Subject: Re: mktime(3) fails to convert a time in the "spring forward gap"
To: NetBSD Userlevel Technical Discussion List <firstname.lastname@example.org>
From: der Mouse <mouse@Rodents.Montreal.QC.CA>
Date: 10/16/2002 01:40:55
>> But how could something HAVE those times as local time-of-day on
>> those dates?
> It doesn't have them -- it tries to create them by doing arithmetic
> on the struct tm fields to try and calculate wall-clock time for some
> offset from some other time which it does "have".
Any program which works this way *must* be prepared to encounter
nonexistent times - or else be prepared to fall over when used in
timezones and at times such that nonexistent times can occur.
That's not pretty, but it's a fact that's approximately inescapable
given how the world's current timekeeping systems work.
If you want "the time 24 hours in the future", you want to do
arithmetic on a time_t (and the hh:mm time will shift by an hour if you
cross a summer-time change point); if you want "the same hh:mm next
day", you have to decide what you want to have happen if "next day" has
other than exactly one "the same hh:mm" (none, in a spring-forward gap;
two, in a fall-back overlap), and then implement that. Depending on
mktime to cover your failure to do so is just plain sloppy coding.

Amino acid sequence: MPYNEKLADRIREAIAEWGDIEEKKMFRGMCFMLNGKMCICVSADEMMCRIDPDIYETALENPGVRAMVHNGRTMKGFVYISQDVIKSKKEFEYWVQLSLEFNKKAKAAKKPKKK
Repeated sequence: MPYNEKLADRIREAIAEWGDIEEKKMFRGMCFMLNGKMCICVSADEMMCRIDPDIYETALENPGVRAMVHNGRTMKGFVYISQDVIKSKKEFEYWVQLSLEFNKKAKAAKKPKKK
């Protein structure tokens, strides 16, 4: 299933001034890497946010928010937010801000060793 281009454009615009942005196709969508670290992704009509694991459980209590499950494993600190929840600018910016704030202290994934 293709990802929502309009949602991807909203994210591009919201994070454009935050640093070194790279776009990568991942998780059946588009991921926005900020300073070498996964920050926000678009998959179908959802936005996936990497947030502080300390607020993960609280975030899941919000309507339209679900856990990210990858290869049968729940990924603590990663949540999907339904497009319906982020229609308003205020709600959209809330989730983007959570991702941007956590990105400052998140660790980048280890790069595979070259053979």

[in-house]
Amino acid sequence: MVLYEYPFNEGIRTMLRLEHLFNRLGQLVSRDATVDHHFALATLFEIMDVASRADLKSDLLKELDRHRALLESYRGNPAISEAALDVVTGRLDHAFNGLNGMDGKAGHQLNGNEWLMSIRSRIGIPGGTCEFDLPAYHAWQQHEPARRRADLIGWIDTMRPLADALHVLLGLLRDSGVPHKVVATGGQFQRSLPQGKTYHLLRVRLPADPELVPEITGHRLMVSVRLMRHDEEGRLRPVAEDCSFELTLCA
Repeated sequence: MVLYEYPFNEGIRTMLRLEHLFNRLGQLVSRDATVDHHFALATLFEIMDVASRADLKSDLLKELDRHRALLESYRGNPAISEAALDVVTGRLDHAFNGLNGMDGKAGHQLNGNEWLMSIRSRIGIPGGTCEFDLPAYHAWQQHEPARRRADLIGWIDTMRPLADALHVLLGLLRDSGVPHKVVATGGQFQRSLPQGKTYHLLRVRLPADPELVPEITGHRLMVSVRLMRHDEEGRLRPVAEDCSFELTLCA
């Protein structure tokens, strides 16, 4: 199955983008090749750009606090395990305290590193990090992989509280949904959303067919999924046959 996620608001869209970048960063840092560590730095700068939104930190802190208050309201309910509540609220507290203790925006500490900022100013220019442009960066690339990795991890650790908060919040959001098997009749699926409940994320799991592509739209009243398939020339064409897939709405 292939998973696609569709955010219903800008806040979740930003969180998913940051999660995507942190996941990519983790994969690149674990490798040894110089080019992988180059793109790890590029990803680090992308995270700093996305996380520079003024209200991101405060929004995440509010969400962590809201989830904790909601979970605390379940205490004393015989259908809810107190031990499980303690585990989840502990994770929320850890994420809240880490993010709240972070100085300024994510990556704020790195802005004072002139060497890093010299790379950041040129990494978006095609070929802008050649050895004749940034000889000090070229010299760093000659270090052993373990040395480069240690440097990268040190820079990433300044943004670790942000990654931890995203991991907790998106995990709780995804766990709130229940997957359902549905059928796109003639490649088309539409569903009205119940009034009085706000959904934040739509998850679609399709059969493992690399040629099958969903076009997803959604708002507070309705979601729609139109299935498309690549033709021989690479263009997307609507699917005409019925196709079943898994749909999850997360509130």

(Not that sloppy coding has no place, but sloppiness in application
code should not drive decisions about what mktime does.)
> I've written several programs which worked that way.
This makes little odds either way; "how much of Greg Woods' code
breaks" is unlikely to be high on the list of criteria for determining
what NetBSD does in this circumstance.
>> But whouldn't it be better to fix programs that mess around w/
>> impossible times?
> That's just simply not possible.
I'll take your word for it, though it seems unlikely; very little is
truly "not possible" in software. But it doesn't really matter,
because the fundamental problem is that the code is making assumptions
that simply do not match the realities of timekeeping in DST-using
> They're not broken in non-DST timezones.
This is like writing code that assumes a month has >=30 days and then
protesting "it's not broken in non-February months". DST-using
timezones _do_ occur, just as do Februarys, however inconvenient they
may be for application authors.
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